I expected to be married for the rest of my life. I figured my wife and I would go through some difficult periods as we age and slowly transform as people. But suddenly she left. There was very little time to work on the relationship. She just suddenly wanted out. Her life was not what she wanted so her solution was to drop it all and do a reboot rather than try to work on it. I couldn’t believe it. I would have died for her. I would have done anything for her and she never cried over the relationship – she just left. I had expected to be one of those couples that has their 50th anniversary and all of our friends show up. Now I’m a single dad in a house with two boys. What could I have done? How could I have done something different? Was I really that hard to be around?!
My expectations for my life are different than reality. They are VERY different. That’s the thing about divorce. It is a loss of expectations. We didn’t expect to be divorced. We didn’t expect life to take a turn for the worse.
So now what? Life is different than I expected. Why is that? What can I do?
I wish it were as simple as just let go of the past and accept my new future but it isn’t. It is a constant process. And what is that process?
First, it is key to understand and accept our situation. “What you resist persists”. This is denial and acceptance. We can say to ourself things like “This is my new life. Now I get to choose how the rest of it will go.” We need to transform our perspective from victim to victor, from powerless to powerful. Also, we can write down our story. What happened? A lot of times people let their marriage and divorce “story” live in their heads. Over time, as they tell other people, it morphs a little. It becomes very compelling to have a version that portrays the storyteller as the victim. Write your story. What happened? Why? And answer the question, “What was my role?”. For me, I said that she could try an open relationship, and then I realized I wasn’t okay with it. Too late, she had already had some outside relationships. I didn’t plan or do a lot of romantic things with her. We had busy lives, two young boys – I thought she didn’t need that. I could have done more.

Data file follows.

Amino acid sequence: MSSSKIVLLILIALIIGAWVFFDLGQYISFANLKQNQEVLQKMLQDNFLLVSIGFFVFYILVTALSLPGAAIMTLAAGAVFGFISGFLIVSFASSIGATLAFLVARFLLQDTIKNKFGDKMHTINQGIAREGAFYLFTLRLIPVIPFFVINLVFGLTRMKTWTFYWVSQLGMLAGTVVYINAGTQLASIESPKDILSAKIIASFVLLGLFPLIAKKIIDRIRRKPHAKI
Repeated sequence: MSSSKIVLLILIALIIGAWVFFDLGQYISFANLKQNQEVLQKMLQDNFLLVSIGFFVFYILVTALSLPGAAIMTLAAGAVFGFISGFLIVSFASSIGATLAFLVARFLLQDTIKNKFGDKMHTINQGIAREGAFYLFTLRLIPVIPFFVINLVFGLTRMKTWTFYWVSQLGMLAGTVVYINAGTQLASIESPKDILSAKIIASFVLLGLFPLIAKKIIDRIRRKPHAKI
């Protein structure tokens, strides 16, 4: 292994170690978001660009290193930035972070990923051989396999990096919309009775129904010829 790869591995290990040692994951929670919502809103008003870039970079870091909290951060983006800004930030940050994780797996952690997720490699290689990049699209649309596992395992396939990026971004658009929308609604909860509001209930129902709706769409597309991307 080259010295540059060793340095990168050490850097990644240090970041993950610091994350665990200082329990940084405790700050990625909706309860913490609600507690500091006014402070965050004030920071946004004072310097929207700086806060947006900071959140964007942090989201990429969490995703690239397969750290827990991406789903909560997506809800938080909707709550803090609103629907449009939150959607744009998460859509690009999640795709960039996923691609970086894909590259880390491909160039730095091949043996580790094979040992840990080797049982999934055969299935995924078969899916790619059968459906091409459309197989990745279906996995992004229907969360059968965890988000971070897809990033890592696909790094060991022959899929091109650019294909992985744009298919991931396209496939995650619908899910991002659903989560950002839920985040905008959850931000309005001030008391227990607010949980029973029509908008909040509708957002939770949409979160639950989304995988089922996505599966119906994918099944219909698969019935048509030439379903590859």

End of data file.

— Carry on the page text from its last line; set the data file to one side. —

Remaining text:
By writing out your detailed story you allow the past to be in the past. You don’t have to carry your history with you. Now you can begin to move forward. Don’t get me wrong, every day you will be reminded of your past and the loss of expectations but time and the written story will diminish those sharp memories.
The second step for me with the loss of expectations is letting go of the relationship. We have to say goodbye to the relationship, to our ex-spouse. I held a funeral for her. After 17 years together I thought I knew her. I said goodbye to my best friend, the person I thought I knew, the person that gave me my wonderful children. I went through the list of expectations I had for us, each other, our future, our retirement and I said goodbye. I cried so hard that my abs hurt for days. I then got rid of everything that strongly reminded me of her: pictures were taken down, kitchen equipment was sold or donated, I did a bedroom makeover. I let go of her and the memories.
Guess what? It worked pretty well. Now I see her and what goes through my head is: “I used to know somebody that looked a lot like her”. I don’t have the anger like I used to. I don’t want to be with her ever again. There are simply no feelings for her. She is a person that helps take of my children, like a nanny. She also helps with some of the bills (unlike a nanny!). I like her as a person but I have no romantic feelings for her.
So, if you are struggling with a loss of expectations the way forward is to let go. Write your story, then have a funeral. You will feel cleansed and ready to move forward.
When you are ready to move forward you will want to set goals. That is the subject of a different post.